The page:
"Even if a breach of the duty of supervision is established, the inquiry is not ended; the question arises whether such negligence was the proximate cause of the injuries sustained" (Mirand v City of New York, 84 N.Y.2d at 50). "The test to be applied is whether under all the circumstances the chain of events that followed the negligent act or omission was a normal or foreseeable consequence of the situation created by the school's negligence" (id.). "Where an accident occurs in so short a span of time that even the most intense supervision could not have prevented it, any lack of supervision is not the proximate cause of the injury" (Convey v City of Rye School Dist., 271 A.D.2d at 160). "Proper supervision depends largely on the circumstances surrounding the event" (Mirand v City of New York, 84 N.Y.2d at 51; see Wood v Watervliet City School Dist., 30 A.D.3d 663, 664-665). Moreover, "liability from injury caused by a fight cannot be predicated upon supervisory negligence if the plaintiff voluntarily entered into the fight" (Janukajtis v Fallon, 284 A.D.2d 428, 430; see Keaveny v Mahopac Cent. School Dist., 71 A.D.3d 955, 955; Ambroise v City of New York, 44 A.D.3d 805, 806; Williams v City of New York, 41 A.D.3d 468, 468-469; McLeod v City of New York, 32 A.D.3d 907, 909).

         Here, the School District failed to demonstrate, prima facie, that the classmate's punching of the infant plaintiff was not foreseeable or that the School District's alleged negligent supervision was not the proximate cause of the infant plaintiff's injuries (see Mirand v City of New York, 84 N.Y.2d at 49-50; Mathis v Board of Educ. of City of N.Y., 126 A.D.3d at 952). The infant plaintiff testified at his deposition, a transcript of which was submitted in support of the defendants' motion, that approximately one month before he was punched, he informed the teacher that the same classmate had been pushing his head up and down during class and slapping him in the back of his head. Thus, the defendants failed to demonstrate, prima facie, that they lacked notice of the classmate's propensity to assault the infant plaintiff (see Mirand v City of New York, 84 N.Y.2d at 49). As to proximate cause, the defendants did not demonstrate, prima facie, that the subject incident occurred so quickly and spontaneously "that even the most intense supervision could not have prevented it" (Convey v City of Rye School Dist., 271 A.D.2d at 160). To the contrary, the teacher who was in the classroom also testified at her deposition that she glanced up from her computer a few times while her students were entering the classroom. The infant plaintiff also testified at his deposition that the incident occurred when students were entering a classroom, over the course of approximately 1½ to 2 minutes. According to the infant plaintiff, during this 1½-to-2-minute period, the classmate blocked the doorway, pushed the infant plaintiff into a desk, and followed the infant plaintiff to the infant plaintiff's own desk, despite the fact that the boys did not sit near each other. The infant plaintiff testified that he repeatedly told the classmate to stop before the classmate punched him. Under these circumstances, the School District has not shown, prima facie, that the incident "involved the type of unforeseeable, spontaneous acts of violence for which school districts cannot be held liable" (Mirand v City of New York, 84 N.Y.2d at 50), or that the teacher had no time to prevent the infant plaintiff's injuries and, therefore, the alleged negligent supervision was not a proximate cause of the infant plaintiff's injuries (see Wood v Watervliet City School Dist., 30 A.D.3d at 664-665). Moreover, the School District did not demonstrate, prima facie, that the infant plaintiff voluntarily entered into a fight with the classmate; rather, the infant plaintiff's testimony demonstrated the existence of triable issues of fact as to whether he acted in self-defense (see Ambroise v City of New York, 44 A.D.3d at 806; McLeod v City of New York, 32 A.D.3d at 909). Because the School District did not meet its prima facie burden, we do not consider the sufficiency of the plaintiffs' opposition papers (see Alvarez v Prospect Hosp., 68 N.Y.2d 320, 324).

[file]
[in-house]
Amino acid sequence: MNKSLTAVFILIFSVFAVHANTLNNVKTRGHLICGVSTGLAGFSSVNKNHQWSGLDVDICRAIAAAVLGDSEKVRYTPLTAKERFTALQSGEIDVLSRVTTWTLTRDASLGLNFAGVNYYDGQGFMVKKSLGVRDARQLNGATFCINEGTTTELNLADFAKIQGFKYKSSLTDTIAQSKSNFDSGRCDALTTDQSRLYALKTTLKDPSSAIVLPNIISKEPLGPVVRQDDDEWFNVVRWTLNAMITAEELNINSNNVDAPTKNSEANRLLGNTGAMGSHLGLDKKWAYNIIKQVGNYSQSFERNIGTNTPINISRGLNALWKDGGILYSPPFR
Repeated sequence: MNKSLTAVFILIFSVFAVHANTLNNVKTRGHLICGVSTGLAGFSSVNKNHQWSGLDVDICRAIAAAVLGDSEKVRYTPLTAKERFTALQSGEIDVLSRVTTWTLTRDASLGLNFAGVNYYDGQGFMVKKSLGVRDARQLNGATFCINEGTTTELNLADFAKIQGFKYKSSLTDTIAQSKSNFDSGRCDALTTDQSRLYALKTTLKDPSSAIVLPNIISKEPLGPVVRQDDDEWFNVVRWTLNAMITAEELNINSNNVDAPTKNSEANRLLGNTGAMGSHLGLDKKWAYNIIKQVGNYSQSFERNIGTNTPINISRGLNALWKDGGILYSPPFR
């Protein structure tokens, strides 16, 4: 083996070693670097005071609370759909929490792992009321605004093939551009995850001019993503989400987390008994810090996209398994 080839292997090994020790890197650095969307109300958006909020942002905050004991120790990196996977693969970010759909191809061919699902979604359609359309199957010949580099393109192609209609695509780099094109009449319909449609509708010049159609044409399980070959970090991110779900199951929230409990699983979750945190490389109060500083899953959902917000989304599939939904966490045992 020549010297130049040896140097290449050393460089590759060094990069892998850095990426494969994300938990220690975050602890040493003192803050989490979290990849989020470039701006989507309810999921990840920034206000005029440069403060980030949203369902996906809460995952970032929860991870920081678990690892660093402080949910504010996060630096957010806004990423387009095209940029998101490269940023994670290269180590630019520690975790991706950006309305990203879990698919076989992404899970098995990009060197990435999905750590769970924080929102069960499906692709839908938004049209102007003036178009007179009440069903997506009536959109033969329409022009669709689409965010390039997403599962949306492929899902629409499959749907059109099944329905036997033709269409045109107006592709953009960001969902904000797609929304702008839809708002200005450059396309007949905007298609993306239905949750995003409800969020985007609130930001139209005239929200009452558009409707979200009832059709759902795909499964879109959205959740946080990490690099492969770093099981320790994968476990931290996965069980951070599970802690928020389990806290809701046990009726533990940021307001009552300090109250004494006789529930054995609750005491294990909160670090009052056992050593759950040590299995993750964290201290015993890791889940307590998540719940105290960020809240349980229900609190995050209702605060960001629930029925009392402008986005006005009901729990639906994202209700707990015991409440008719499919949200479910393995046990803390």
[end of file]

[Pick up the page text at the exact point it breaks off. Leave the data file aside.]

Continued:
Finally, as to the mother's derivative cause of action to recover damages for medical expenses and loss of services, the defendants demonstrated, prima facie, only that the mother had no damages with respect to loss of services. In opposition, the plaintiffs failed to raise a triable issues of fact (see id.). Accordingly, with respect to damages on the derivative cause of action, the Supreme Court should have limited the ...